Modern Bark Cloth Clothing Made from Woven Fibers not Bark
The shirt seen here is made from woven cloth, not bark, but retains a tropical flavor with its bright fabrics and traditional-
With the gracious permission of the eBay seller "yvette attic" I am able to show
this Hawaiian shirt that was produced in the 1960s,sold at J.C. Penney
Label with washing instructions
Barkcloth Shirt from Hawaii
photo courtesy of Linda Laird
Linda Laird sent two photos, back and front, of a Hawaiian shirt that was first purchased by her aunt who went to Hawaii in
the 1950s or 1960s. Since her aunt and mother were the same size they often traded clothes. Eventually the shirt found its
way into Linda's textile collection. She reveals that her mother's prediction that the shirt will come back into style every 10
years has proven to be true!
This is the back of Linda's shirt. Photo by Linda Laird
Traditional Painted Bark Cloth - for Decoration
In some countries that make bark cloth, "poor" is the person who does not own a piece of decorative bark cloth to display, or
to have handy as a gift for a special occasion, such as an anniversary.
Antique hand-painted bark cloth features a groundhog and a bird.
Photo provided courtesy of Wendy Kelly
Wendy Kelly, a.k.a. "kellyww," is an eBay seller who has graciously shared two photos of this piece of indigenous folk art.
They show the piece, front and back. The challenge is in getting the antique item to lie flat.
Back of the same "tapa" with decorative painting
By now, you must have realized that the traditional bark cloth was made by beating bark into thin layers. Today's bark cloth is
woven, using a variety of fibers from cotton to rayon to linen to polyester, and even Fiberglas®. Fabric we know as bark
cloth today was first imported from France in the 1920s and called cretonne. The book, Textiles: Ninth Edition, cited at the
end of this article as a reference, states that "cretonne is a plain weave fabric similar to chintz, but with a dull finish and a
large scale floral design." Some fabrics offered in online auctions are labeled barkcloth, but instead are really chintz. If the
surface of the fabric has a glazed appearance and is shiny, it is the latter.
What Bark Cloth Is Not
Bark cloth is not chintz or printed calico fabric. The name "bark cloth" also does not refer to recent print fabric that is not
textured, but is made to look like the bark of birch trees or other trees.
The above swatch is 100% cotton printed fabric. Due to its weave construction, it would not be called "bark cloth," although
the print design resembles Birch bark. Designer and manufacturer of this fabric is unknown.
Here is another 100% cotton, simulated Birch bark fabric that would not be considered "bark cloth." This fabric was designed
by Janet Orfini for Northcott Lyndhurst Studio as Farmers Market 6013. Though the above two swatches look like bark, they
do not possess the actually thick, nubby texture of true woven bark cloth.
A Collection of Thoughts Gleaned Online
Bark cloth was brought back to mainland America by those who served in World War II during the 1940s.
This kind of cloth often was seen on shirts printed with colorful flowers and tropical designs.
With its large scale motifs, the cloth seemed perfect for slipcovers and draperies, and was a very popular home decorator
fabric of the 1950s.
In her book, The Complete Guide to Vintage Textiles by Elizabeth Kurella (Iola, Wisconsin: Krause publications, 1999), 193,
the author reveals that traditional print colors of this type of bark cloth, are green, brown or orange set on a neutral
background. Below is an example of a 1930s vintage potholder with a large scale print design, of which we can see only part.
My first guess was that it is made of bark cloth. On second glance, I am not 100% sure. It may just be printed osnaburg
cloth, a kissing cousin.
Bark cloth or Osnaburg textured/printed cloth was the fabric of choice for this 1930s vintage potholder trimmed with a Nile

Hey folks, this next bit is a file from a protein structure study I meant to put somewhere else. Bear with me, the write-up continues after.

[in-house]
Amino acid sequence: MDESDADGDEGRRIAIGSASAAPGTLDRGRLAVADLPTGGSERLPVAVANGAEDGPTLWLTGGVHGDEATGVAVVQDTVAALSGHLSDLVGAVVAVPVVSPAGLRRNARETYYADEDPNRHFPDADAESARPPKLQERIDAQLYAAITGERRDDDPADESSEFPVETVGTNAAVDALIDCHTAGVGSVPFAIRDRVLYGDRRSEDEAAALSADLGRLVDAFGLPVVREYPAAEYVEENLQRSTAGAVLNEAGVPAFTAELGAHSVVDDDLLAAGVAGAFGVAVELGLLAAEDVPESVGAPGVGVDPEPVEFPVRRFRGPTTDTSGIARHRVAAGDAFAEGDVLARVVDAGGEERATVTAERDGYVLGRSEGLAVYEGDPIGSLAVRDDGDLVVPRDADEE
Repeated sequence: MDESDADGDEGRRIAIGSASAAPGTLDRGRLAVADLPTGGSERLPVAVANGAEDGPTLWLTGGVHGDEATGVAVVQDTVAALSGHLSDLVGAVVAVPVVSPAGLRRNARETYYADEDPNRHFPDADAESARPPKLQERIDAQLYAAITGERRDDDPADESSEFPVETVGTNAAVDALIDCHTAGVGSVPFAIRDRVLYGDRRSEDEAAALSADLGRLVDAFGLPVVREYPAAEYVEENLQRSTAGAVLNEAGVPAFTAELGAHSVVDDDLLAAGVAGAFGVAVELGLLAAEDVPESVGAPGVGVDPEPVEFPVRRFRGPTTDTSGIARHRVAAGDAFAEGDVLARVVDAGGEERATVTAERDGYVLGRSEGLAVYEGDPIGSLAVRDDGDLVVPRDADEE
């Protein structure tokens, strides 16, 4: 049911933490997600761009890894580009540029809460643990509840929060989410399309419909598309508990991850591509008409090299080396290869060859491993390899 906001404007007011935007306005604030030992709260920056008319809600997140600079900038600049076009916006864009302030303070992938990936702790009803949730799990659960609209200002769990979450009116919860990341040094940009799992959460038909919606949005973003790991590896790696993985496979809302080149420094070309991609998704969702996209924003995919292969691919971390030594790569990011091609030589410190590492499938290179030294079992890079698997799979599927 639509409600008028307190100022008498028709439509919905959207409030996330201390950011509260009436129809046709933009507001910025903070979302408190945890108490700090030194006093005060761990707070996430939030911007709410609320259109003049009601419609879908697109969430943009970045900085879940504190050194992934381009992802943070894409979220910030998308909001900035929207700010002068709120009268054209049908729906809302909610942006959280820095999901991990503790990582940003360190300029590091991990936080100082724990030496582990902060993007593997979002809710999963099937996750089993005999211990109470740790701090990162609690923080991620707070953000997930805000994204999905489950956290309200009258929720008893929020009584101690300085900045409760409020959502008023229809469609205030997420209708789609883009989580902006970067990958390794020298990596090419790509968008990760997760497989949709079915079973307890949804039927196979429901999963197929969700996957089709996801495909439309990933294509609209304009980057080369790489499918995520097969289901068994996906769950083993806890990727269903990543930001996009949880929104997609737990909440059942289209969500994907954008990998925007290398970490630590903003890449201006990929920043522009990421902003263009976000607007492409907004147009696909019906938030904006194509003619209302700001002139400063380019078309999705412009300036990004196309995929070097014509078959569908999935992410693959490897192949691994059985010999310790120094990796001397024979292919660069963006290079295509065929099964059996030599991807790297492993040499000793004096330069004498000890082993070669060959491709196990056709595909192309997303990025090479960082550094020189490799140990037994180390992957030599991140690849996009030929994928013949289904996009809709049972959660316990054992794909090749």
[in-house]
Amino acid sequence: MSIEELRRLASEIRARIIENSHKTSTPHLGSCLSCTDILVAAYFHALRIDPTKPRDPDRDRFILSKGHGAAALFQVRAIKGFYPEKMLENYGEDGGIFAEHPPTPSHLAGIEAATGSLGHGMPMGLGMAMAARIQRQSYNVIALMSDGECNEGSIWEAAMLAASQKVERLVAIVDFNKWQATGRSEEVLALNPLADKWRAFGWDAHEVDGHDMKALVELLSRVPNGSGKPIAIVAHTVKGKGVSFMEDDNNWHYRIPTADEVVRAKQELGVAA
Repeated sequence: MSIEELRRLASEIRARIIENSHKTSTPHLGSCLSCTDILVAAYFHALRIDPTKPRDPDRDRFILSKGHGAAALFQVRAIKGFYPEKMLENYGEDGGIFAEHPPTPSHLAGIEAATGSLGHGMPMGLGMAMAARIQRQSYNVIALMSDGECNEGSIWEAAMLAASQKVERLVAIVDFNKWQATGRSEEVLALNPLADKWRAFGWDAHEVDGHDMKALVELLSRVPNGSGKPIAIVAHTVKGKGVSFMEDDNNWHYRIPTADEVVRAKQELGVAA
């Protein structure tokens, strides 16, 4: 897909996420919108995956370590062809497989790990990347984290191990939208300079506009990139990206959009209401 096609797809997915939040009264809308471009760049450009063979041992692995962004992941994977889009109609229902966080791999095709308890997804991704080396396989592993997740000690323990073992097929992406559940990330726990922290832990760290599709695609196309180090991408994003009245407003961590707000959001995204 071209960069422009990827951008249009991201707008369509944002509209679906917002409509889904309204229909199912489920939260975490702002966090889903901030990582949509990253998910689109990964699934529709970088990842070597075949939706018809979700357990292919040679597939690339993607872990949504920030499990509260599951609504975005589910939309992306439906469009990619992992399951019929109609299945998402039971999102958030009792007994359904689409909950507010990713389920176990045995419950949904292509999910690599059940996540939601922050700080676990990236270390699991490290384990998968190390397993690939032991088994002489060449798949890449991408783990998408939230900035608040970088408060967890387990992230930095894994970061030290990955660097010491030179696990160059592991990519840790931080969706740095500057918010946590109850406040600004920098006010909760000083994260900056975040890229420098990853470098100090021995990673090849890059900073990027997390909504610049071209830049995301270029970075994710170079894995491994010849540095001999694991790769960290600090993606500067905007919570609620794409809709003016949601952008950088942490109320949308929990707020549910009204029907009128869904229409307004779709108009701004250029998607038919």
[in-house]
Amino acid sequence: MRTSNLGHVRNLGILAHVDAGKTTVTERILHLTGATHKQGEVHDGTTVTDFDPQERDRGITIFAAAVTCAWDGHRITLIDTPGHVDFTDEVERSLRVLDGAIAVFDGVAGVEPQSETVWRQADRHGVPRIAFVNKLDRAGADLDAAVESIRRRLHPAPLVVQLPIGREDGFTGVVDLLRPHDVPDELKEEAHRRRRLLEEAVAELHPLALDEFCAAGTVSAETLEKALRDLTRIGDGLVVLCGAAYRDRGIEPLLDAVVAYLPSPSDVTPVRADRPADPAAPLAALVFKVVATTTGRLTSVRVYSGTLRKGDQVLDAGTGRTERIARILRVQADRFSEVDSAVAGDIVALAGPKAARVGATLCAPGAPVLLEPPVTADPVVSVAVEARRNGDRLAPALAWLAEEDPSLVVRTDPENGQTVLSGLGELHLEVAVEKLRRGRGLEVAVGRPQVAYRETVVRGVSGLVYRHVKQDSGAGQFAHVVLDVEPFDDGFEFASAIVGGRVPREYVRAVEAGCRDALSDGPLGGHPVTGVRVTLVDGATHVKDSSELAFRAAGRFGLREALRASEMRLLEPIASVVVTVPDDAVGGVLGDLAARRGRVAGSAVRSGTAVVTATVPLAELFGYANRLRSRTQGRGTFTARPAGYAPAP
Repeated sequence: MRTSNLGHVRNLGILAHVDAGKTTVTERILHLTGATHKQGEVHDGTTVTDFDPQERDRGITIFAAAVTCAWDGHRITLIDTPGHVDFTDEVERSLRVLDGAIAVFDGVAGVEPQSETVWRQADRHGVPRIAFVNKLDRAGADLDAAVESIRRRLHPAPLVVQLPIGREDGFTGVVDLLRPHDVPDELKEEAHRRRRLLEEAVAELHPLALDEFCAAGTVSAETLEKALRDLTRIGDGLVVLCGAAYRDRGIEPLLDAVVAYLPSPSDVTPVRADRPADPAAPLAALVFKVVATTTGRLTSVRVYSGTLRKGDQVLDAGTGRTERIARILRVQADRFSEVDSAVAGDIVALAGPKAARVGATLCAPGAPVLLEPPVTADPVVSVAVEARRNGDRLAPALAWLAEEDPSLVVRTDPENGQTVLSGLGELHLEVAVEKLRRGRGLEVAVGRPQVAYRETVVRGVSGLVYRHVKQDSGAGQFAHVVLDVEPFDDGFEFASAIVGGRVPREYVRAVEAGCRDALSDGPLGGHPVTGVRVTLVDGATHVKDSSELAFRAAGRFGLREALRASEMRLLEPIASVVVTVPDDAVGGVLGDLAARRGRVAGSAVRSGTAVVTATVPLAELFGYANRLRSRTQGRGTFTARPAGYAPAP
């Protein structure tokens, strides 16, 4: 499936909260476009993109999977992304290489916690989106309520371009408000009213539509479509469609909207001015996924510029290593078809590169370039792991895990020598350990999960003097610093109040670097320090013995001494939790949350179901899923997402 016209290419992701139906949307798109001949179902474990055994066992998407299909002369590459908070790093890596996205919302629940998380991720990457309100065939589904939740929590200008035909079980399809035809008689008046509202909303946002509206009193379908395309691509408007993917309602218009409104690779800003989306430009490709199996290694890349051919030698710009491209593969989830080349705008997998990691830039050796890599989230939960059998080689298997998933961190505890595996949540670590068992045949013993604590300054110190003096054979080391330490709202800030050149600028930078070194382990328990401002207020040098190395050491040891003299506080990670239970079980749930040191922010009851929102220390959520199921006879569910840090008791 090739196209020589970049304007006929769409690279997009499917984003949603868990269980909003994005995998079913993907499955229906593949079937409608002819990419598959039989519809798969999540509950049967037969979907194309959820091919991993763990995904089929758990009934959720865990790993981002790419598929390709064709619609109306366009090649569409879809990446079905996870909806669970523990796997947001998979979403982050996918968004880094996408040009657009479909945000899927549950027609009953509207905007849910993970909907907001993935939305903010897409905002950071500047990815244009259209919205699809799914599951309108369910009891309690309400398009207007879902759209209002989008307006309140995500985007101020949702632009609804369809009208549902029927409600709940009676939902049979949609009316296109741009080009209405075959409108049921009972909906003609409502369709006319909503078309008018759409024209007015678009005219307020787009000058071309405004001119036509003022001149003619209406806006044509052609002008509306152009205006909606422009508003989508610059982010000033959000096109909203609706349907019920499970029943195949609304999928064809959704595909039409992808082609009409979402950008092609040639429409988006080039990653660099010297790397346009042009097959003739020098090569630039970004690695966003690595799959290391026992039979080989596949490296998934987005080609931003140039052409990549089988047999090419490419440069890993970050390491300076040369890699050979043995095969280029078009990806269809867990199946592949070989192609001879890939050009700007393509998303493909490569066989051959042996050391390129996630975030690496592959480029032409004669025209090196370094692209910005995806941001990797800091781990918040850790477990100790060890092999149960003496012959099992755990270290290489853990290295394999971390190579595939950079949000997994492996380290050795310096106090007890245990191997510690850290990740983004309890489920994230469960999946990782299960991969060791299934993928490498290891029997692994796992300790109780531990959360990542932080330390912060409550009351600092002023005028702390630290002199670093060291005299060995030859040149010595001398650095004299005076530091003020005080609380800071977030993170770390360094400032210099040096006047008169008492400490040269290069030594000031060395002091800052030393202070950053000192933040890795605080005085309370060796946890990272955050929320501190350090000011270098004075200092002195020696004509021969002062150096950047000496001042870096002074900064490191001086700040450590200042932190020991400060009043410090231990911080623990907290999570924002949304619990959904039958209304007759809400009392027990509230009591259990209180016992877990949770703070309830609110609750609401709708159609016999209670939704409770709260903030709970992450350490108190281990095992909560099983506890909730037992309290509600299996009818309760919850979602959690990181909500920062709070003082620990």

green binding. collection of Patricia Cummings.
Vintage Textured Barkcloth by Margaret E. Meir is a Schiffer Book for Collectors with a Price Guide. With 144 pages and
300 full color images, it provides tips on how to spot new reproduction fabric, how to date and identify bark cloth fabric, and
how to clean, restore, and use them. Although I have not yet seen this handbook, it appears to be an invaluable resource to the
serious collector or dealer.
Today, various companies specialize in reproducing old bark cloth designs from the 1920s, 1930s and 1940s. The fabrics can
be purchased in either prints or solids, and one can expect to pay $14.50 per yard, on sale, to $25 dollars or more. The fabric
is often 55" wide and is sold in different grades, such as "upholstery grade or clothing grade."
Why Do People Collect Barkcloth?
Why? Some collectors like just “to have” the item, others like “to pet it,” and still others like “to use" it. Bark cloth has a very
nice texture, and is very practical, pretty, and sturdy. One seller describes it as “cat-proof,” as it resists pulls from claws.
Why, yes, and prices can go high on eBay for “the real McCoy.” Best of all, you don't have to tear the bark off of a wauke
tree and go through all the processes of cloth-making. If you live in America, the only green “leaves” you will need are right in
An additional image of a piece of 1940s/1950s bark cloth collected by Margy Norrish.
As always, there is much more to know. At least my initial inquiry into this matter has provided a better understanding of the
differences between traditional bark cloth and the woven textiles that today are called by the same name.
The most intriguing thought was read on the Bishop Museum site: kapa was a birth to death affair in Hawaii and even served
as a covering for the matrimonial bed. How refreshing it is that the younger generations would like to learn the "old ways" and
want to revive this centuries old tradition of making usable and decorative cloth from the mere bark of a tree!
Close-up photo of tapa cloth owned by Jane Crutchfield.
Detailed information about Tapa and its making
Kapas in Hawaii - Artist Dalani Tahaney's website
Bishop Museum - Read about a kapa legend, and the cloth's significance
Source for Purchasing Barkcloth from Hawaii - an online retailer for bark cloth
Textiles:Ninth Edition by Sara J. Kadolph and Anna L. Langford (New Jersey: Prentice-Hall, 2002). - an invaluable,but out of
©Copyright 2007-with additions in 2016. Patricia Cummings, Quilter's Muse Publications, Concord, NH. Do not copy this file
or any of its photos without the written permission of the site owner. All rights reserved. firstname.lastname@example.org